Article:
Here are two ways to do TIFF:
- There’s the way most people do it, which seems awful: The TIFF ticketing system is a total nightmare this year.
- There’s the way my friend Annie does it, which seems great: A day in the Life of a Torontonian: TIFF 2019 – Advanced Screenings
Now Annie’s way is going to cost more, but if you want to have an enjoyable experience and get the most out of a great festival, then read up on how she and her husband do it.
In a big city it can be hard to do DIY projects, especially if you live in a small place. Fortunately, in a big city there are often places to go and satisfy your DIY itch.
Here’s a list of some of The Best Do-It-Yourself Spaces in Toronto. Via BlogTO.
Torontoians will find this interesting: Toronto’s astonishing growth: Will it matter to Buffalo? – The Buffalo News.
This was a key passage:
For Buffalo, the question now is whether Toronto’s “reimagining” might seep south of the border, as well. Smaller cities in Ontario’s Golden Horseshoe are booming, too, thanks in part to Toronto’s spillover. And Toronto and Buffalo, incorporated two years and 100 miles apart, kept pace with each other until the 1950s, said the University of Toronto’s Bourne, who used to assign a project comparing the cities’ trajectories to his undergraduate students.
That history is interesting, Bourne said, because while Buffalo and Toronto share important characteristics, they suffered opposite fates: Buffalo shrinking with the sunset of the Erie Canal and Rust Belt manufacturing, and Toronto swelling when the Quebec separatist movement made it the favored home for Canada’s banks.
As late as the 1970s, Torontonians considered Buffalo a nightlife destination. Many of their restaurants still closed on Sundays and maintained separate male and female entrances.
Torontonians “would come to shop, they would come for jazz – Buffalo was the hive,” said UB’s Foster, who lived in Toronto for more than three decades. “But then people started going the other way, and that hasn’t changed.”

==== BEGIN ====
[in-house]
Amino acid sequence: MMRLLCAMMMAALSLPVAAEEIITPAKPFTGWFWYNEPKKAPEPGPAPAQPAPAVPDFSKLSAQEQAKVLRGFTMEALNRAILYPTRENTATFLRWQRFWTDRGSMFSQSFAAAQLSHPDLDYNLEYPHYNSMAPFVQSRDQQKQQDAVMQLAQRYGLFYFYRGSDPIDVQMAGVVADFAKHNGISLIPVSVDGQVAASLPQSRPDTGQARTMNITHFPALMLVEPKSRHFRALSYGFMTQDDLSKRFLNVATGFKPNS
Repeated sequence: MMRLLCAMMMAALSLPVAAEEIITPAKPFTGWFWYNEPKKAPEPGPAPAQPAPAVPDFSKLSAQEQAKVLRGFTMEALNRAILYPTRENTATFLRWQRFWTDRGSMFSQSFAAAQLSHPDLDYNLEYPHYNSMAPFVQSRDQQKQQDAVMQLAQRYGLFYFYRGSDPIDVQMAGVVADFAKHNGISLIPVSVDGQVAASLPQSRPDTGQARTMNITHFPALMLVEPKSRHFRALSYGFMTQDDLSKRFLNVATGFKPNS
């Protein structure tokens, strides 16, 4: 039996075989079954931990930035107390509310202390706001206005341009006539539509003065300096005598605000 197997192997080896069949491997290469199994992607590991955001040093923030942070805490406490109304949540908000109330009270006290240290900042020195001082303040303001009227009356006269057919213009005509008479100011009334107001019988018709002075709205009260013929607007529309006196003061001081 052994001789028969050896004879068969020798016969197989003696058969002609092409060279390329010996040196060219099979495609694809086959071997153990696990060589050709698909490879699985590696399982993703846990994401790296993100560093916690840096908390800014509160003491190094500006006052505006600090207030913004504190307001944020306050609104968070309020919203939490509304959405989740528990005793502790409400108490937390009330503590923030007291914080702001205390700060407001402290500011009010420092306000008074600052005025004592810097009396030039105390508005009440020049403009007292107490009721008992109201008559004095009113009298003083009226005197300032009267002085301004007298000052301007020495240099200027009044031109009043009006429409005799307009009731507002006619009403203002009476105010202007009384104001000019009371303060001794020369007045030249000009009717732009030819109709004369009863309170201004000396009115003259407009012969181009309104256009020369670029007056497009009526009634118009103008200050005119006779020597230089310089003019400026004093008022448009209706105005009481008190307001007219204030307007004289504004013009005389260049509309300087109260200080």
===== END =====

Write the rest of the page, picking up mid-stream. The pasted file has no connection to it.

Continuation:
Years ago going to Buffalo for shopping was still a thing in Toronto: not sure it is now. Perhaps some people still go to watch the Buffalo Sabers play hockey. Perhaps the linkages between the two cities will become stronger over time and there will be a good proportion of Torontoians making Buffalo a destination again.
For Torontoians considering going to Buffalo, I recommend this piece in the New York Times.
(Image linked to the New York Times piece)
I love College Park in Toronto. I wish it were more of a destination spot for visitors. Perhaps if it had been built out like this photo, it would have. Instead, it was built out to the area outlined in white. Still a lovely building, but it could have been a phenomenon.
What could have been.
Via The half-built relics of nixed Toronto skyscrapers – Spacing Toronto
According to blogTO, the tables are of a ….
…Design by ODAMI and MiiM (that) incorporates innovative tabletop cubbies with heavy, spill-proof lids designed to stow your phone at the beginning of the meal. Servers remove the lid at the end to remind you to return to your phone, and emerge from the period of serenity Sara offers diners.
Nice restaurant, great idea. For more on it, see: Sara – blogTO – Toronto
I am a fan of Summerlicious (and Winterlicious) in Toronto: it’s a festival of sorts for people who like fine dining . It’s debatable if you are getting a deal on the meals, though I would argue that you are. If you lean the other way, then read this: 10 best deals for Summerlicious 2018 – NOW Magazine. By going to one or more of these 10 places, you’ll dine in a good restaurant and get a good deal as well.